Almost half of teachers questioned by a union do not think it is safe for pupils to return.
The NASUWT union questioned 780 teachers ahead of schools reopening this week.
The survey found teachers are anxious about going back to work and have not been given enough information or time to prepare.
A total of 45% of those questioned do not think it will be safe for pupils to return, with 42% uncertain.
The majority (67%) do not feel prepared to go back to their school or college and the vast majority (87%) feel anxious about returning when it is reopened to all pupils.
More than 70% had not been given assurances by their schools that PPE would be provided.
One teacher told the union: “I feel it’s very much just get in there and get on with it. I don’t feel safe.”
Another said there was not enough time to get all safety measures in place for the return of pupils.
NASUWT general secretary Dr Patrick Roach said: “Teachers need to be given the same level of protection as employees in any other workplaces.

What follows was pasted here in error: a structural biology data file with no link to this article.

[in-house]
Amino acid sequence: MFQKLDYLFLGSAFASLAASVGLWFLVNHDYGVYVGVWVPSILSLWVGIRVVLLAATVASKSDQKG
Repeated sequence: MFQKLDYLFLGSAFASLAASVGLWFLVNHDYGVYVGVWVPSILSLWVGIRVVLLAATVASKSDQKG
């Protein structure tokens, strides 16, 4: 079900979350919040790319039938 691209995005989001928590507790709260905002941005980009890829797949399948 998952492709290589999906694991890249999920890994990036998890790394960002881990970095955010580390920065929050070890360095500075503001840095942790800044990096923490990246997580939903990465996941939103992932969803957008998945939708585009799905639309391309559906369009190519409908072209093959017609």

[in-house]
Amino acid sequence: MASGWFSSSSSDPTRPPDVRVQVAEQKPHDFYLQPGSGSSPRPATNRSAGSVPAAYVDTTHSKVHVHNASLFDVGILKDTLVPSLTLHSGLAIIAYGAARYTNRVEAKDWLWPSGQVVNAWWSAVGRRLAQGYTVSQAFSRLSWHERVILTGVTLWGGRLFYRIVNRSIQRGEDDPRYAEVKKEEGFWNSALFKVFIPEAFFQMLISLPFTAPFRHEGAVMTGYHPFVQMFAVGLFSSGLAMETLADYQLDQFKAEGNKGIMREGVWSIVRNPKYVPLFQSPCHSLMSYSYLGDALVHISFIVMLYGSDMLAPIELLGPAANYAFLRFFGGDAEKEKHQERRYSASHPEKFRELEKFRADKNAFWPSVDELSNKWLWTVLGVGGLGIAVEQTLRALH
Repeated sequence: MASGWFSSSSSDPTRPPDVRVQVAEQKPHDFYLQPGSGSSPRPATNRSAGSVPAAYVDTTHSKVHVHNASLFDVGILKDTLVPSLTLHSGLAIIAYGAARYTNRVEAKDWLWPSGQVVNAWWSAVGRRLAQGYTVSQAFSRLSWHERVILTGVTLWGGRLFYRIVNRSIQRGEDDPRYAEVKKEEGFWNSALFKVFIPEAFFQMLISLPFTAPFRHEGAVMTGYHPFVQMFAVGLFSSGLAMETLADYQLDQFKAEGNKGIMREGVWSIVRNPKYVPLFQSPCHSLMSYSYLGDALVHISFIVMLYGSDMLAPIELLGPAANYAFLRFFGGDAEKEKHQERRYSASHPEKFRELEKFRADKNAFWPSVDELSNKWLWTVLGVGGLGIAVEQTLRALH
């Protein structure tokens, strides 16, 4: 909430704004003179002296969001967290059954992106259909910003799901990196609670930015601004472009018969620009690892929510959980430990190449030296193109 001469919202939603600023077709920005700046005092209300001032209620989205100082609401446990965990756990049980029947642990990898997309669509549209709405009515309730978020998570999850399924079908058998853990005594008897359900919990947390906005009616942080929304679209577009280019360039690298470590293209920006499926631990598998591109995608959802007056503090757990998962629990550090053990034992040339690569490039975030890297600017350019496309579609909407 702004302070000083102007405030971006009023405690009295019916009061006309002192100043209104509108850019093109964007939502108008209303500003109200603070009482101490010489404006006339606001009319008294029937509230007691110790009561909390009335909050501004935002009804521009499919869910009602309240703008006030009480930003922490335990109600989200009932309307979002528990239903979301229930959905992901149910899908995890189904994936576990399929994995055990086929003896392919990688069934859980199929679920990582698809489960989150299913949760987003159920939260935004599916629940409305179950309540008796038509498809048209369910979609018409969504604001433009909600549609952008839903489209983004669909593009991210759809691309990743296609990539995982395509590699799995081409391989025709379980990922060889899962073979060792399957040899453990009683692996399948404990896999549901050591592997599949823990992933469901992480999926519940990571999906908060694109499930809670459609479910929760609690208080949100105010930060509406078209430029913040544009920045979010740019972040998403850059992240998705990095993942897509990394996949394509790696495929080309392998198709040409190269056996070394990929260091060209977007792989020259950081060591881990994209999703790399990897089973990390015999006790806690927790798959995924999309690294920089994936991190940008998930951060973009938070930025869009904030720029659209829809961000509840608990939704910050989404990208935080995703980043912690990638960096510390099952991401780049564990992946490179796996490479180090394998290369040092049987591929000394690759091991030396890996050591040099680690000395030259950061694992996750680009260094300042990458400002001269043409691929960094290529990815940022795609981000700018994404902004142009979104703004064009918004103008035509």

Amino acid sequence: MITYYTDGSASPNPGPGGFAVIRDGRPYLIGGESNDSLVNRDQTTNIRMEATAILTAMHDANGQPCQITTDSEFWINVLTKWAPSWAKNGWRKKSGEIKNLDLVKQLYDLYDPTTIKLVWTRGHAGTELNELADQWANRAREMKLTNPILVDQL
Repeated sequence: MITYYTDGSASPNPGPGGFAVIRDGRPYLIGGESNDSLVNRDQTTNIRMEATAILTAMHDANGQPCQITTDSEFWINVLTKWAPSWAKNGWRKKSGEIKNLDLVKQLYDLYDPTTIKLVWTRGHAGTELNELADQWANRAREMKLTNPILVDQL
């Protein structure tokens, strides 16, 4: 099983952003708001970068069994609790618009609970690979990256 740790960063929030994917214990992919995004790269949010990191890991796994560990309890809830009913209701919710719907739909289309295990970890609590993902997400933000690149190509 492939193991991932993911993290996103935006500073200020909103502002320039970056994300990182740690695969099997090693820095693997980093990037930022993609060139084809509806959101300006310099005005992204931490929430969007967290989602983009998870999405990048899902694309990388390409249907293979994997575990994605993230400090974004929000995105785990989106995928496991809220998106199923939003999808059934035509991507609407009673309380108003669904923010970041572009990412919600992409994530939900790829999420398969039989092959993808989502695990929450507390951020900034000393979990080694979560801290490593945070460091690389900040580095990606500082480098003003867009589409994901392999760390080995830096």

“Our survey has highlighted that teachers have not been given assurances that even basic hygiene measures to help suppress the virus, such as paper towels and soap and hot water, will be made available to them. This is deeply concerning and must be addressed immediately.
“We have also heard from many cases, teachers who have not been told about the safety measures that will be in place to help prevent virus spread.
“The Scottish Government and school employers have a duty to listen to and address teachers’ safety concerns and take urgent action to ensure that schools reopen safely this term.”
Jane Peckham, NASUWT national official for Scotland, said: “The fact that almost half of teachers have told us they don’t feel their school will be a safe environment for pupils to return to should be a major cause for concern.”
A Scottish Government spokesman said: “We agree that the health and wellbeing of pupils, students and staff should be the top priority when it comes to reopening schools and colleges.
“The guidance on preparing for the start of the new school term sets out the approach that must be taken, including a number of health mitigations.
“They include risk assessments, enhanced hygiene measures and Test and Protect.
“In addition, a surveillance programme is being developed for schools, where regular testing and survey data will identify symptoms and infections in the school population.
“This will allow regular reporting on incidences of infection and inform the ongoing development of guidance for schools.”
The survey was conducted between August 5 and August 9.